Are they not supposed to uphold the rights of all citizens? Their residential addresses are sealed to prevent people involved in cases going to their homes to influence them. Even in their chambers, lawyers must be present when they meet litigating parties. But most of the judges just allowed people they don’t know to walk in with the goats and yams.
Injustice is cheap
All it took for one court clerk to grant Anas’s people access to a judge was GHC40. The judge himself took GHC800 to free a man who defiled a 13-year-old. There was talk about the victim or even conditions for the accused when released. Six armed robbers, one of whom had confessed to the robbery were freed for as low as 2,500 cedis.
Judges and officials will go any distance for bribes
The recklessness displayed by some of the judges in the documentary is shocking. One met the group at the mall for the rest of the money agreed on. He drove himself after allowing them to come to his house with a goat and cash. Another met in a carpentry shop. Some of the court officials took their bribes right under the sign at the court premises that says; “justice is not for sale.” What my untrained mind knows is that judges must always meet all parties with their lawyers, but none of the judges exercised caution.
The corruption chain is entrenched and pervasive
It is an interesting web of people willing to break the laws they’re supposed to uphold at the right price. In this chain, there are drivers of judges, court clerks, police, prosecutors, court registrars, interpreters and the judges who are the last to be seen. The Tigereye team just had to find the right person for right judge and the deed was done. Justice Ajet Nassam’s clerk, King George, Dzata and the Major guy seem to be well-established players who know which palm to grease and where. From Bolgatanga through Juaben to Accra, there was always a well-connected court official who worked as a fixer for the judges and users of the court – the reason no one blew the whistle on any of the people caught in this scandal.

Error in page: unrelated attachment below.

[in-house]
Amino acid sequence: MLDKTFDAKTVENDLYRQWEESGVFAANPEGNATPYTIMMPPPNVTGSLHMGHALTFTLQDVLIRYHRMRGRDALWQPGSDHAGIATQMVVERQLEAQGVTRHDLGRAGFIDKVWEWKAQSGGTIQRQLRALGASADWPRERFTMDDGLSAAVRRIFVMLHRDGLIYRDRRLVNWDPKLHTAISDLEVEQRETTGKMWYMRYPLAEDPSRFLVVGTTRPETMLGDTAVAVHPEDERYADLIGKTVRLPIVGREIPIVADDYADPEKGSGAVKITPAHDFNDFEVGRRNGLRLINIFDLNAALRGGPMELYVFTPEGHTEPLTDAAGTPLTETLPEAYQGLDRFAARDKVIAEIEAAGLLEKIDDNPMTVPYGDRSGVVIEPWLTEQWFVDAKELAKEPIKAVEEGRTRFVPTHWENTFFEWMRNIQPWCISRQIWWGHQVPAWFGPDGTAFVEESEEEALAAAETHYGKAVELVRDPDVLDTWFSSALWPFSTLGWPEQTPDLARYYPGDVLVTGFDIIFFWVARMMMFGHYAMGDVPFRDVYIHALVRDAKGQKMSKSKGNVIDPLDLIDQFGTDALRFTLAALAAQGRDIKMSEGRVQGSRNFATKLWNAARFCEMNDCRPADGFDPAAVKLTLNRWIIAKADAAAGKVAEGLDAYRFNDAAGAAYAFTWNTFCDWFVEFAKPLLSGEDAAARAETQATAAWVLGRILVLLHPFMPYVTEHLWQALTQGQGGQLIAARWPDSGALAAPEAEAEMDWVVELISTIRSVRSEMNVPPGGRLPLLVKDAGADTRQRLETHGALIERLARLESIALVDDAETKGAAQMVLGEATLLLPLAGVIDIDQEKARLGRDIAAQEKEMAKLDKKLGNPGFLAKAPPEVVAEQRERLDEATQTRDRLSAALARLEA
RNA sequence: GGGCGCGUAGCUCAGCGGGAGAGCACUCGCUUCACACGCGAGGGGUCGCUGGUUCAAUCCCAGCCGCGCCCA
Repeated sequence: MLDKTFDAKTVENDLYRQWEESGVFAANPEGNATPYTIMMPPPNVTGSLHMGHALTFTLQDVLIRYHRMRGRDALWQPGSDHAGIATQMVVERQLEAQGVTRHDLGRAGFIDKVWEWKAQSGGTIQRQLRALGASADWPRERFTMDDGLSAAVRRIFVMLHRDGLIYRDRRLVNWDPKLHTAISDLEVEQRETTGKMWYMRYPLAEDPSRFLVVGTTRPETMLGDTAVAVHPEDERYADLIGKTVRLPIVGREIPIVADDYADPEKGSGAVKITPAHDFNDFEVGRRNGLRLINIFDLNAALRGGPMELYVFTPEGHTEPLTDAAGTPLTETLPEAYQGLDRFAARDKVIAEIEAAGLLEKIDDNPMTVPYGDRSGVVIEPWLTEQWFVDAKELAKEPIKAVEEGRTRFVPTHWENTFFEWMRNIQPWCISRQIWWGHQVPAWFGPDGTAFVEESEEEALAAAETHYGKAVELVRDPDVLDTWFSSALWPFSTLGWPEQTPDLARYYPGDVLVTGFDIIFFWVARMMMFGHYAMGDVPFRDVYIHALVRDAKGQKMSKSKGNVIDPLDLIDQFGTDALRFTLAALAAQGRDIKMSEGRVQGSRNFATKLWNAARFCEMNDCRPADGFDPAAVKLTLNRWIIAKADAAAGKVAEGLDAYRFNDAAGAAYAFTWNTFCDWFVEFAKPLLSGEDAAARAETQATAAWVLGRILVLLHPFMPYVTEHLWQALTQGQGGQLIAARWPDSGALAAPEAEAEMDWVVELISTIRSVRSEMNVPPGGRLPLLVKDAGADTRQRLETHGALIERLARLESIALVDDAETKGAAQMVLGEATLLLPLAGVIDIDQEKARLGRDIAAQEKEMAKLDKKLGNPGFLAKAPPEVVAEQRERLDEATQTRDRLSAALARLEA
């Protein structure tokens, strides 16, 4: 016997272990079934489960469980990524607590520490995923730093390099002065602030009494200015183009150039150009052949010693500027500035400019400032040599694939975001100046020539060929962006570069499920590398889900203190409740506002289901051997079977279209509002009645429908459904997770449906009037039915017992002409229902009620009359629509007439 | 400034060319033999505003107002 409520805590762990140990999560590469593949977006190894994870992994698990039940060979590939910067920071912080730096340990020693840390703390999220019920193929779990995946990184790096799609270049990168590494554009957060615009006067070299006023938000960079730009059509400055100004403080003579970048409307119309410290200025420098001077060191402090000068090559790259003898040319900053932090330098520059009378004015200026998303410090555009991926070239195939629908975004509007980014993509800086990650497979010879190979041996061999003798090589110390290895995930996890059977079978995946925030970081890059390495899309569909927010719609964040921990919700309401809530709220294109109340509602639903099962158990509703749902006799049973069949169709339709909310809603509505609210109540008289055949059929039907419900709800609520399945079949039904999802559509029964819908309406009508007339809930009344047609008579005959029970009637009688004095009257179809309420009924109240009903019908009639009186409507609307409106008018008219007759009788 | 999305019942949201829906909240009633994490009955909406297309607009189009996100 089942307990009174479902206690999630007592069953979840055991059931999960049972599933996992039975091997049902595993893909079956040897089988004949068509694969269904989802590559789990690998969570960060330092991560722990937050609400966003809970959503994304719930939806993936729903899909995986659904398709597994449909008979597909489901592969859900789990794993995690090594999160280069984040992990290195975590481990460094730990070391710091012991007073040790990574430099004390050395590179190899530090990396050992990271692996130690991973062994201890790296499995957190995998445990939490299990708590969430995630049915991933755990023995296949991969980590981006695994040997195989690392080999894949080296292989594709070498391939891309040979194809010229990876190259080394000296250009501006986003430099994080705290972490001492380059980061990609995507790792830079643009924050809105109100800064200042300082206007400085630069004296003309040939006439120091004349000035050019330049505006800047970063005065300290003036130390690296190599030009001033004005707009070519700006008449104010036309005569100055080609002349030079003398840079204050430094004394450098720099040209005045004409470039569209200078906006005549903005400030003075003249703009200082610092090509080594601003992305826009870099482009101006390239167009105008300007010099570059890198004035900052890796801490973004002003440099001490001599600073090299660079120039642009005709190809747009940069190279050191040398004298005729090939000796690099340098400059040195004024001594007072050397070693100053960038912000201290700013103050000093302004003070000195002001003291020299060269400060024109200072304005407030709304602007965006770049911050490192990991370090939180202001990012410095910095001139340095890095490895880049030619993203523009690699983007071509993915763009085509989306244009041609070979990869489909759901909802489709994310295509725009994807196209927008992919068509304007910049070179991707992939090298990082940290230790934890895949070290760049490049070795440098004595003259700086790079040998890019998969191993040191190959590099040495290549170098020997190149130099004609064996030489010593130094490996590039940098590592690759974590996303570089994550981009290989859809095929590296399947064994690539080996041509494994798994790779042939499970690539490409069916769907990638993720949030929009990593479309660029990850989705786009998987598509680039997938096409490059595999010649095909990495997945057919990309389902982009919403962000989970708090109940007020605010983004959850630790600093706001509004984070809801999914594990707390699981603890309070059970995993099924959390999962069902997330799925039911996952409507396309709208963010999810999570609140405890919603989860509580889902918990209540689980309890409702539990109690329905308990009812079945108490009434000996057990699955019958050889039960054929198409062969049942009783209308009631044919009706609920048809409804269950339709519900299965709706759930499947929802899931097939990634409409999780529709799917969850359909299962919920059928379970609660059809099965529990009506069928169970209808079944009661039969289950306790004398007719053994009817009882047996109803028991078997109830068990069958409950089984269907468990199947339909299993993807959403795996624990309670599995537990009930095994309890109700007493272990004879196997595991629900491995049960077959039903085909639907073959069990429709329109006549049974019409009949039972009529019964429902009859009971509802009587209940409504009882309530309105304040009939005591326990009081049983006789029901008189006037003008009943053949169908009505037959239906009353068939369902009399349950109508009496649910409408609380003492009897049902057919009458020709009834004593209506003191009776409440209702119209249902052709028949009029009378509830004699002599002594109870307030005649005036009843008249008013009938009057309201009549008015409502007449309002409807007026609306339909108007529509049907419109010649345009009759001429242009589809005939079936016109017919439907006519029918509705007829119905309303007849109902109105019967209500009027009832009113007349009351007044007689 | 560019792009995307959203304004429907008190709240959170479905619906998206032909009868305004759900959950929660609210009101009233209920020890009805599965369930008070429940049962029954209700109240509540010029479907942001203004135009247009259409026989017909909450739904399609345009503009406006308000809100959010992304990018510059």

Court systems are archaic
It’s no justification, but why are people using paper for every procedure in the court? Some of the courtrooms, buildings and the living quarters of the judges could compare to a shack in a slum. Why won’t people working in these horrible, unsafe and often dilapidated spaces be corrupt? The neglect is a sign government doesn’t care about justice delivery.
There are honest judges
What is reassuring is that, out of rotten lot, there were some judges that threatened Anas’s people with arrest for coming to their homes. Others outrightly declined his gifts. But I wonder why they did not alert the authorities about these attempts. Looks like offers are made daily and people know which judges to see on the side.
Judges are powerful
Everything rests with the judge – the rights of both the accused and victims, plaintiffs and defendants. Of course, they are supposed to be guided by the evidence, rules and regulation and the law. But again, i’m wondering if it isn’t time to review this system. The Anas documentary shows the rights of citizens are abused depending on which side has more.
Although it looks really bad, this might be our best chance to radically reform the judicial service. This opportunity cannot be wasted because further drop in the public’s trust in the system.